Barracks Row Restaurateur Babin Yields to Resident Pressure on New Restaurant
Coalition (including Rep. John Lewis) Pushed Hard for Best Practice Operating Standards
by Larry Janezich
Last Thursday night at ANC6B’s Alcohol Beverage Control Committee meeting, prominent DC restaurateur Michael Babin said he believed he could reach an agreement to install the odor pollution control unit on his new proposed restaurant at 415 8th Street (formerly Kraze Burgers) that a broad coalition of Capitol Hill residents had requested of him. Babin had resisted taking that step, earlier telling residents that he could not afford the $50,000 price tag of the installation. He had previouslyacceded to two other requests – indoor trash storage and noise abatement. In his concession, he told the ANC and the 25 or so residents at Thursday night’s meeting, “We want to be great neighbors.”
Babin said he had communicated the details of the neighbors’ concerns to his landlord, StreetSense, and praised the landlord as a “good operator who cares” about the concerns of neighbors. He did not comment on whether StreetSense was participating in alleviating the expense of the installation. Babin heads the Neighborhood Restaurant Group, which owns 17 restaurants in DC and Northern Virginia. See CHC post here: http://bit.ly/1JRWIWN
The large contingent of concerned residents who attended the meeting urged the ANC to protest Babin’s application for a liquor license without an odor mitigation agreement for the new venture, but Babin’s announcement made the protest unnecessary. Resident Katherine Szafran spoke for the group and presented the ANC with a petition with 190 signatures of residents and non-food business owners, including civil rights and congressionallegend Representative John Lewis. The petition urged Babin and StreetSense to adopt “Best Practices” including installing a pollution control unit, indoor trash storage, and sound mitigation.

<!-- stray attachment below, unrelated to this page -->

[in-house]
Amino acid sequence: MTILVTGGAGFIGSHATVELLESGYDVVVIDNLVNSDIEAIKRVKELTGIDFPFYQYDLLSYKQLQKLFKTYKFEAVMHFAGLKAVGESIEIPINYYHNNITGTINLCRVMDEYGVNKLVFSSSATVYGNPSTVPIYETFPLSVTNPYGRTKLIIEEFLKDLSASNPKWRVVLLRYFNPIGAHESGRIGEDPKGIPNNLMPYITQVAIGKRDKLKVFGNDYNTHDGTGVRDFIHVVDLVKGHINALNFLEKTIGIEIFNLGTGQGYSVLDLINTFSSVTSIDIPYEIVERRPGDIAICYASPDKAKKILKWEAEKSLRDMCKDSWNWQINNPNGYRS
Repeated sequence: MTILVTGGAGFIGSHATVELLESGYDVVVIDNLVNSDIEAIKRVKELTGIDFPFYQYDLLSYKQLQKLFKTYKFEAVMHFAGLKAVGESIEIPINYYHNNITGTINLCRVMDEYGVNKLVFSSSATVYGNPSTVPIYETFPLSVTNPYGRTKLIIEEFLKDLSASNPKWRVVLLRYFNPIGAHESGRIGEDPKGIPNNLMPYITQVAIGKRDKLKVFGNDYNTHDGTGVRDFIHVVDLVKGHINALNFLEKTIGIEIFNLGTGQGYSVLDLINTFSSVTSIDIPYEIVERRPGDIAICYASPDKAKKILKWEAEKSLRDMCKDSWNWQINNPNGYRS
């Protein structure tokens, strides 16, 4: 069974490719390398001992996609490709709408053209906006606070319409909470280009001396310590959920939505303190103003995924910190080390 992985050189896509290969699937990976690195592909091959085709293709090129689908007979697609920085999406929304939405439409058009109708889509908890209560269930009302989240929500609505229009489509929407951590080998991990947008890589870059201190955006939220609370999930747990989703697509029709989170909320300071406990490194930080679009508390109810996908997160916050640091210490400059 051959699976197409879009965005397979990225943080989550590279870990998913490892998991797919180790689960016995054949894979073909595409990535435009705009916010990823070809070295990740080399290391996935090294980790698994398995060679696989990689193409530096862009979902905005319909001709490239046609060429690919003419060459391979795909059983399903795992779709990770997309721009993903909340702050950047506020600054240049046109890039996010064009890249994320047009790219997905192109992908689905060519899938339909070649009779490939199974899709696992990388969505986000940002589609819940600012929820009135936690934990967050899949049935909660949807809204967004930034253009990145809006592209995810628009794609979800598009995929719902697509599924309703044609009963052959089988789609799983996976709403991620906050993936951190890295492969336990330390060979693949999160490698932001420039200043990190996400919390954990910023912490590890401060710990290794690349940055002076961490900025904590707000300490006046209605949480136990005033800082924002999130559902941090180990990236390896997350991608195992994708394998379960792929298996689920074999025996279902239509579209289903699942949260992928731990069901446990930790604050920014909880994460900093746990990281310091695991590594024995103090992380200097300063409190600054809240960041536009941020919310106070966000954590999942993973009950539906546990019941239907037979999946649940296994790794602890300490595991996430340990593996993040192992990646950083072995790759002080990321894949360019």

Szafran told the ANC that the lax standards for restaurant operating procedures “are a major health issue. Rats are overrunning the neighborhood.” She cited the long efforts of residents to address the problems and pointed to recent closures of two restaurants neighboring Babin’s new location which the city had shut down because of vermin. “Rats smell food and they travel – part of the solution is to cut down on the smell of fried food and grease,” she said.
Although neighbors concerned about the impact of restaurants on Barracks Row have presented petitions before, none has had as many signatures nor reflected such a broad community involvement. Those signing included residents on the streets around Barracks Row and Eastern Market, those near the restaurants between 2nd and 3rd Streets on Pennsylvania Avenue, SE, as well as residents from disparate locations across Capitol Hill.